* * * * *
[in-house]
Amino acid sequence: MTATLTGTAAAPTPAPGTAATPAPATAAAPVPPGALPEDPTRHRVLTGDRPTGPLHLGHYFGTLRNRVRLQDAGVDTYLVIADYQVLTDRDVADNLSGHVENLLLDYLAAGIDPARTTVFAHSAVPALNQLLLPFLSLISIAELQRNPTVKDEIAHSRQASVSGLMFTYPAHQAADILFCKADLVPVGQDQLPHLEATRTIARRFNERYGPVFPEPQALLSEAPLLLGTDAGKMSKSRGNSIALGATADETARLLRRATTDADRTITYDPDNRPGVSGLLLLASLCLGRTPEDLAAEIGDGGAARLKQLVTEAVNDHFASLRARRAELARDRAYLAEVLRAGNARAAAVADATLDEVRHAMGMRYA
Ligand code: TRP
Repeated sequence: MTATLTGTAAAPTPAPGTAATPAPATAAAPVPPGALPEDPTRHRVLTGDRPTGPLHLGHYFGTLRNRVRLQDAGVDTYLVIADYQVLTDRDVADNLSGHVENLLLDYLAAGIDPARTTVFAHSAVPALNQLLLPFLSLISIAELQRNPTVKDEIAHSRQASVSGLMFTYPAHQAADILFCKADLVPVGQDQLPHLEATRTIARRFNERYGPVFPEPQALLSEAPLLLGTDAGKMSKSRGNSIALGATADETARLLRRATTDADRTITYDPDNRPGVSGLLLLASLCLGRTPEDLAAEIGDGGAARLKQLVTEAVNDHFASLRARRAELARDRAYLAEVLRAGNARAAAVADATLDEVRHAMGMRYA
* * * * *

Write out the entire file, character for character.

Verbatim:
[in-house]
Amino acid sequence: MTATLTGTAAAPTPAPGTAATPAPATAAAPVPPGALPEDPTRHRVLTGDRPTGPLHLGHYFGTLRNRVRLQDAGVDTYLVIADYQVLTDRDVADNLSGHVENLLLDYLAAGIDPARTTVFAHSAVPALNQLLLPFLSLISIAELQRNPTVKDEIAHSRQASVSGLMFTYPAHQAADILFCKADLVPVGQDQLPHLEATRTIARRFNERYGPVFPEPQALLSEAPLLLGTDAGKMSKSRGNSIALGATADETARLLRRATTDADRTITYDPDNRPGVSGLLLLASLCLGRTPEDLAAEIGDGGAARLKQLVTEAVNDHFASLRARRAELARDRAYLAEVLRAGNARAAAVADATLDEVRHAMGMRYA
Ligand code: TRP
Repeated sequence: MTATLTGTAAAPTPAPGTAATPAPATAAAPVPPGALPEDPTRHRVLTGDRPTGPLHLGHYFGTLRNRVRLQDAGVDTYLVIADYQVLTDRDVADNLSGHVENLLLDYLAAGIDPARTTVFAHSAVPALNQLLLPFLSLISIAELQRNPTVKDEIAHSRQASVSGLMFTYPAHQAADILFCKADLVPVGQDQLPHLEATRTIARRFNERYGPVFPEPQALLSEAPLLLGTDAGKMSKSRGNSIALGATADETARLLRRATTDADRTITYDPDNRPGVSGLLLLASLCLGRTPEDLAAEIGDGGAARLKQLVTEAVNDHFASLRARRAELARDRAYLAEVLRAGNARAAAVADATLDEVRHAMGMRYA